Once the diagnosis is confirmed, a plan needs to be established. Acute injuries may go undiagnosed and the source of pain may be the only thing established, still a recheck should be performed before the horse goes back to a normal workload. Proper rest for any injury is vital to a healthy recovery. Many horses are overworked, resulting in further injury, when one more week would allow a better recovery.
Special considerations should be made to determine which option is best for your horse. The 15-year-old practice horse that spends five days in the practice pen and makes 100 runs a week should be taken care of at a high level due to the mileage. He will need a good warm up and cool down. If he feels good in the practice pen, you will be able to concentrate on improving your game. If he is hurting, you may develop bad habits and decrease his longevity. Your plan for the horse that only goes to one or two rodeos or ropings a month should be different. Since he has more time in the pasture between events to recover, and if he is conditioned and warmed-up properly, his chances of injury are minimized.
There are many different regimes used today for protecting the articular surface and improving articular function. Oral nutraceuticals come in many forms and contain many products. These products are good for healthy joint maintenance and providing the body with some necessary additives that the horse may not be deriving from his diet. These compounds are usually a daily maintenance given orally.
Stronger forms of glucosamines are available for injectable weekly or monthly therapies. Systemic Polysulfated Glucosaminoglycans (PSGAG) are commercially available for labeled use to treat damaged cartilage. They may be injected intravenously, intramuscularly, or intra-articularly. This product is designed to strengthen the articular bond at the cellular level, which protects the surface of the joint. This, in turn, allows the cells to produce a high quality synovial fluid by working more efficiently.
Intravenous and intra-articular use of hyaluronic acid (HA) also is instrumental in providing a better quality synovial fluid, which protects the vulnerable articular cells. These products work differently to achieve a similar goal and, therefore, they are often used in combination. When intra-articular therapy is begun, different types of combination therapies are used with steroids. Some are long acting and others short acting. Steroids combined with the HA seem effective due to the protective function against the steroids, however, long term use of corticosteroids in the joints may impede the ability to heal.
Often, non-steroidal anti-inflammatory drugs (NSAIDS) are used daily to reduce the pain and also used in combination with rest for recovery. These are generally oral or injectable forms such as phenylbutazone, flunixin, and ketoprofen, but topicals such as diclofenoic acid and DMSO are valuable as well.
Many cases of distal tarsitis involving the lower joints will resolve because the joints fuse together, minimizing the movement and damage. There are also surgical techniques and intra-articular therapies that can aid in the fusing of the joints. The current use of IRAP (Interleuken Receptor Antagonist Protein) intra-articularly, stops the inflammatory cycle. These proteins are harvested from the plasma and injected weekly for several treatments. This is particularly beneficial in the younger horse in the beginning stages of degenerative joint disease, who has a bright future in the arena.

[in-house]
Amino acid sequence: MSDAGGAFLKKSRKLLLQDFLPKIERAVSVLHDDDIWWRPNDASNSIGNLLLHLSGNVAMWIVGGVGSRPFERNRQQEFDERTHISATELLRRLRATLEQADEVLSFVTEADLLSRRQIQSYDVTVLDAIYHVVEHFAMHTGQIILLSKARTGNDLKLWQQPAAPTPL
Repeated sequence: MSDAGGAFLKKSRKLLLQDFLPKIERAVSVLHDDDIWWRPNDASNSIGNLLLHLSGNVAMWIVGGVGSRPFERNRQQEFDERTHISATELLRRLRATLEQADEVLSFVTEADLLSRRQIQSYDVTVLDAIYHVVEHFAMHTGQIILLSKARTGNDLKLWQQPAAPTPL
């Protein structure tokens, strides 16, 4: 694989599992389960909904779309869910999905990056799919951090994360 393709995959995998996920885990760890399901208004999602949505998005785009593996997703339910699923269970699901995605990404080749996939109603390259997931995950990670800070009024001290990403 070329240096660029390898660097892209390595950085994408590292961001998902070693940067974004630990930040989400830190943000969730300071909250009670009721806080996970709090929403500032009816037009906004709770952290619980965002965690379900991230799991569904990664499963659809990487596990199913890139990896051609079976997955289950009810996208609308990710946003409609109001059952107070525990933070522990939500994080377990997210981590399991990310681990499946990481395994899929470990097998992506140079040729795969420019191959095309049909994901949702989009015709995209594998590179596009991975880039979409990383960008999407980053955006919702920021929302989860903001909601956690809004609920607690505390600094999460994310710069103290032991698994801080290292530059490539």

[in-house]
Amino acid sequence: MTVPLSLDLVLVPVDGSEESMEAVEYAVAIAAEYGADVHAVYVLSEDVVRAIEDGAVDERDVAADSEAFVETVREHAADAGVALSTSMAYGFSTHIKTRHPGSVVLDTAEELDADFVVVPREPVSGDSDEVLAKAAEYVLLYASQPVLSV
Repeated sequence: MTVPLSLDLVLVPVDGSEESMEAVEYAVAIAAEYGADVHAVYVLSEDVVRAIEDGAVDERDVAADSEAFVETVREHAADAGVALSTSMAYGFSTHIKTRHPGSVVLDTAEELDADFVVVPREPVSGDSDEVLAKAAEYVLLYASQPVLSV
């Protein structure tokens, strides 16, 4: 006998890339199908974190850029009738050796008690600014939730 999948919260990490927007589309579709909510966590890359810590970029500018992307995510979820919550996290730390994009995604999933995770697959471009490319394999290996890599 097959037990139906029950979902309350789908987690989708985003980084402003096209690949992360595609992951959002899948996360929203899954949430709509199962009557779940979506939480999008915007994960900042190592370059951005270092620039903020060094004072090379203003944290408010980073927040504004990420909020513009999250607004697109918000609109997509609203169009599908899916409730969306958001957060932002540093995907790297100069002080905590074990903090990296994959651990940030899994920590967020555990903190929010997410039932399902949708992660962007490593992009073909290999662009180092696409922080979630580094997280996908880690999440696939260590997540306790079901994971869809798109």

A thorough understanding of the severity and prognosis should be the basis for a practical treatment plan for each case. Rope horses are used as much as any athlete and hauled more than most horses, so owners must maintain their joints to ensure their longevity in the arena.
Conditioning and Strengthening for the Rope Horse
In today’s sport of rodeo, competitors must have a consistent warm up routine for their equine athletes. Because there are more rodeos to go to, different arena conditions, different climates, and all the travel these stressors play important roles with regard to injuries and fatigue. Injuries and fatigue are instrumental in decreasing a horses’ performance level and will directly affect longevity of the horse.
As a horse is exercised, the circulation increases the body temperature and allows a wider range of motion for the muscles, tendons and ligaments. This allows the vital structures more flexibility, thus reducing injuries such as avulsions and torn ligaments. In addition, the muscles can work more efficiently, which works as a temperature regulatory mechanism by allowing the horse to perform at a lower body temperature and improving stamina.
The most effective warm-up routine is symmetrical exercises in both directions at a walk, trot, and lope. Off-day exercises are vital. Long trotting during the week will help achieve full potential when done on a routine basis-three or four times a week for 20 minutes. Rope horses should also perform similar warm ups at the rodeos or ropings. After a few weeks of a normal routine, you will see your calm horse pick up a little and your high-strung horse knocked down a notch.
Hill exercises improve the quality of the hind limb musculature, which will protect the hocks and place the stress away from the joints in the healthy horse. Lunging in both directions on the side of a hill or long trotting up the hill, then zig-zagging back down at a walk or slow trot is a great exercise. Do these 20 minutes a day and you will see improved rear limb function in the hock as well as the stifle.
Finally, cooling the horse down will minimize the stress and allow healing after demanding performance. The lactic acid build-up will dissipate better, allowing the horse to feel better the next day and minimize stiffness. By slowly incorporating the warm up, cool down and conditioning/strengthening patterns, your horse will improve his athleticism.